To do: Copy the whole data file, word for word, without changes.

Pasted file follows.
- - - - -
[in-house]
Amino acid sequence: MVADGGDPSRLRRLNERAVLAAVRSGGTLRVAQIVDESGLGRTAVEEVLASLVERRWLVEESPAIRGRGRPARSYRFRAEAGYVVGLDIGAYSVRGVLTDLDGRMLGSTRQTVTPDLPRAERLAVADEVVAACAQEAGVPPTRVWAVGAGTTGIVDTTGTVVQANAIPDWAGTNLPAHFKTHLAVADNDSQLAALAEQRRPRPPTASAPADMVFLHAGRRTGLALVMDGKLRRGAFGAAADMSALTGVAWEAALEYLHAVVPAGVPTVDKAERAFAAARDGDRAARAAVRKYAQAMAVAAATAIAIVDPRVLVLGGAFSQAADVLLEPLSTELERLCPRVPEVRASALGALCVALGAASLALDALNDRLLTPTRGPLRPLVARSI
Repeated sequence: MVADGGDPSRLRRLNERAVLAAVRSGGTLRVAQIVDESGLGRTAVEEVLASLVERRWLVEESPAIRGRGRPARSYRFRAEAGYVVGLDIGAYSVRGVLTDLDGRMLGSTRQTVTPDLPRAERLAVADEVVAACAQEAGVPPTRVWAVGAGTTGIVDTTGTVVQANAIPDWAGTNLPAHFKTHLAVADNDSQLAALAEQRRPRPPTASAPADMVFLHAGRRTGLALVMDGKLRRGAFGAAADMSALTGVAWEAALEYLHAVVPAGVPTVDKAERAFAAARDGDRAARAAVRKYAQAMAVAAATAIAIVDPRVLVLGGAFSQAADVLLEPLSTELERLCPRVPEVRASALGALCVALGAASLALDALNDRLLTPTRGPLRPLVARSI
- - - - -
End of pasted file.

[in-house]
Amino acid sequence: MVADGGDPSRLRRLNERAVLAAVRSGGTLRVAQIVDESGLGRTAVEEVLASLVERRWLVEESPAIRGRGRPARSYRFRAEAGYVVGLDIGAYSVRGVLTDLDGRMLGSTRQTVTPDLPRAERLAVADEVVAACAQEAGVPPTRVWAVGAGTTGIVDTTGTVVQANAIPDWAGTNLPAHFKTHLAVADNDSQLAALAEQRRPRPPTASAPADMVFLHAGRRTGLALVMDGKLRRGAFGAAADMSALTGVAWEAALEYLHAVVPAGVPTVDKAERAFAAARDGDRAARAAVRKYAQAMAVAAATAIAIVDPRVLVLGGAFSQAADVLLEPLSTELERLCPRVPEVRASALGALCVALGAASLALDALNDRLLTPTRGPLRPLVARSI
Repeated sequence: MVADGGDPSRLRRLNERAVLAAVRSGGTLRVAQIVDESGLGRTAVEEVLASLVERRWLVEESPAIRGRGRPARSYRFRAEAGYVVGLDIGAYSVRGVLTDLDGRMLGSTRQTVTPDLPRAERLAVADEVVAACAQEAGVPPTRVWAVGAGTTGIVDTTGTVVQANAIPDWAGTNLPAHFKTHLAVADNDSQLAALAEQRRPRPPTASAPADMVFLHAGRRTGLALVMDGKLRRGAFGAAADMSALTGVAWEAALEYLHAVVPAGVPTVDKAERAFAAARDGDRAARAAVRKYAQAMAVAAATAIAIVDPRVLVLGGAFSQAADVLLEPLSTELERLCPRVPEVRASALGALCVALGAASLALDALNDRLLTPTRGPLRPLVARSI